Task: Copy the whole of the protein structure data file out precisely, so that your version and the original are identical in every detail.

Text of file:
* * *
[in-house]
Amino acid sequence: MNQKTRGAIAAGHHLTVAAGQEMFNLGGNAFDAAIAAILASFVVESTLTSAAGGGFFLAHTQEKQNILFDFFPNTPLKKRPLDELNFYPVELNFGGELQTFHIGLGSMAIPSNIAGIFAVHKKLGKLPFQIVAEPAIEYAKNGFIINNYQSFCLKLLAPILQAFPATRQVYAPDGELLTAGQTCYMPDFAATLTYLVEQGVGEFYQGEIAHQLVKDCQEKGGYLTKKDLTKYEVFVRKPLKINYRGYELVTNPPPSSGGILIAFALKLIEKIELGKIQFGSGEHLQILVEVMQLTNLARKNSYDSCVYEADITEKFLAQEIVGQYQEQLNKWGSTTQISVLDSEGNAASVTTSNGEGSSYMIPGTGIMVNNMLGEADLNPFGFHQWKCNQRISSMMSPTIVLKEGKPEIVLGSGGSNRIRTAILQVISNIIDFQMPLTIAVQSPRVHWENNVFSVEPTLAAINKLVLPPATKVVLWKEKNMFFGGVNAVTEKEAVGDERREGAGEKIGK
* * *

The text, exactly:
[in-house]
Amino acid sequence: MNQKTRGAIAAGHHLTVAAGQEMFNLGGNAFDAAIAAILASFVVESTLTSAAGGGFFLAHTQEKQNILFDFFPNTPLKKRPLDELNFYPVELNFGGELQTFHIGLGSMAIPSNIAGIFAVHKKLGKLPFQIVAEPAIEYAKNGFIINNYQSFCLKLLAPILQAFPATRQVYAPDGELLTAGQTCYMPDFAATLTYLVEQGVGEFYQGEIAHQLVKDCQEKGGYLTKKDLTKYEVFVRKPLKINYRGYELVTNPPPSSGGILIAFALKLIEKIELGKIQFGSGEHLQILVEVMQLTNLARKNSYDSCVYEADITEKFLAQEIVGQYQEQLNKWGSTTQISVLDSEGNAASVTTSNGEGSSYMIPGTGIMVNNMLGEADLNPFGFHQWKCNQRISSMMSPTIVLKEGKPEIVLGSGGSNRIRTAILQVISNIIDFQMPLTIAVQSPRVHWENNVFSVEPTLAAINKLVLPPATKVVLWKEKNMFFGGVNAVTEKEAVGDERREGAGEKIGK